Monday, August 20, 2018
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Peace Games display athletic, artistic skills of north Minneapolis youth
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Rodney Dixon and Jamie Wynn perform a long-form poem they call "The Hurricane." It's dedicated to Rubin "Hurricane" Carter, the ex-boxer who spent more than 22 years in jail for a crime he didn't commit. (MPR Photo/Brandt Williams)
This weekend marks the launch of the Peace Games, a two-week long exhibition of athletic competition, arts and culture. The bulk of the events will take place in north Minneapolis. Organizers say one of the goals of the event is to show the positive side of a part of the city that is struggling with crime and poverty.

Minneapolis, Minn. — While some participants of the Peace Games will show their skills on basketball courts, others will display their artistic talents. One example is the work of young urban poets. They've composed works about peace that reveal the pain, despair and hope they see around them.

A few days before the Peace Games kickoff, the poets came to the Bean Scene coffee shop in north Minneapolis to showcase their material. They're part of a group of multi-racial youth called Teen Poets Rock the Mic.

Due to technical difficulties on this particular night, there is no microphone to rock. That leaves poet Jasmine Omorgobe to compete with the din of a bustling coffeeshop.

"I just wish I was a kid again/'cause back then when I lived on Plymouth and Penn, it was almost all good in the hood/we could play outside and dodge balls instead of bullets," shouts Omorgobe.

She and her partner in poetry, Mosu Ogunlana, combine rhyme, rhythm and song in this piece they specifically wrote about the challenges of growing up in north Minneapolis.

"The news says - 'north Minneapolis' - but - 'crime drugs and violence' - is all the audience seems to hear."

I just wish I was a kid again/'cause back then when I lived on Plymouth and Penn, it was almost all good in the hood/we could play outside and dodge balls instead of bullets.
- Poet Jasmine Omorgobe

Following the performance, Melissa Borgmann takes the stage. She's an adult mentor, advisor and organizer of Teens Rock the Mic. She's also a teacher at North High School.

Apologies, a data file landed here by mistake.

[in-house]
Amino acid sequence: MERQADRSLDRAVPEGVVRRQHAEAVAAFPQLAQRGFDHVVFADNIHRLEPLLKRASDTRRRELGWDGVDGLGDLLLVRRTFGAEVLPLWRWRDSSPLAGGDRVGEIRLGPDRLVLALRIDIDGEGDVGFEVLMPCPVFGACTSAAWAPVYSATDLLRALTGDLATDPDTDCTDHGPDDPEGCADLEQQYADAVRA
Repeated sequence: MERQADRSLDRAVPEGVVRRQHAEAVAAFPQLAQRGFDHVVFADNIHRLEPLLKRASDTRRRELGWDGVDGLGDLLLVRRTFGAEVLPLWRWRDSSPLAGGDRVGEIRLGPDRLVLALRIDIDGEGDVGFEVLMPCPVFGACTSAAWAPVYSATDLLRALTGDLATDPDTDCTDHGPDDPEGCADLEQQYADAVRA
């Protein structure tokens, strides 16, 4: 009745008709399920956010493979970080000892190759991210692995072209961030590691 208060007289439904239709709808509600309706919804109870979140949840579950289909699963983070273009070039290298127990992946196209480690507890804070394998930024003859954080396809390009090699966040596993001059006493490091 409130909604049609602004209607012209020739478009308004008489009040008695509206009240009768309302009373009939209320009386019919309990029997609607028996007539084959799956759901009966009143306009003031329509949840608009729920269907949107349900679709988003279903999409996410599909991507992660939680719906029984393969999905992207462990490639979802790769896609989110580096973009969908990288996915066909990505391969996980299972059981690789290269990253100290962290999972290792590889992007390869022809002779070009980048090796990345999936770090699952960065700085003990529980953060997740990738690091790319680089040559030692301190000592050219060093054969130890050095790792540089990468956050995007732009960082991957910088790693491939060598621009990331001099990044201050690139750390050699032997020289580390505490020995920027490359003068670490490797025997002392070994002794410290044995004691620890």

"In teacher-speak, that would be something we would call an exemplar. We hold it up as a model of what this teacher thinks is good," says Borgmann. "But I would like to hear from you -- what you noticed, what you heard, what you noticed about this piece."

Borgmann is trying to get the audience to comment on what they think makes good spoken word poetry. She's writing down some of the suggestions to help the group of poets decide which of their pieces performed here tonight will be used in an upcoming event at the Walker Art Center.

The Walker is sponsoring a Peace Games art exhibition, and the Teen Poets will curate the spoken word part. But they only have 20-30 minutes to fill, and they have many talented performers. It will be hard to decide who will make it.

The Peace Foundation, a nonprofit group that funds efforts to fight the root causes of violence in the inner city, is organizing the games. The topic of peace is one close to Jamie Wynn, an outreach coordinator for the foundation.

Wynn, 19, is also a poet. As a young child, Wynn lived in a part of Chicago that was so violent, he used to sleep near the floor to avoid flying bullets.

"Minneapolis, although they have a lot of things going on now, they're showing some of the same signs of what my other community used to have," Wynn says.

Wynn says spoken word is a good addition to the Peace Games because it's a way to get interracial, intergenerational audiences to talk to each other.

"That's the biggest thing we've had to deal with is this whole generation gap," says Wynn. "Our elders do not want to hear what you have to say if you're not saying anything positive. And our young people don't want to hear what you're saying, regardless if it's positive or negative, if it's not entertaining. So for us to tie both of those together through spoken word, it's been viewed as a phenomenon, so to speak."

At the end of the night the poets did manage to get the microphone to work. But they hadn't decided which peace poems will make it to the stage at the Walker. Whoever they pick will be joined by the winners of the Peace Games poetry slam.

The Peace Games begin Saturday at North Commons Park in Minneapolis. The games will wrap up with an outdoor worship service at Farview Park on Aug. 14.

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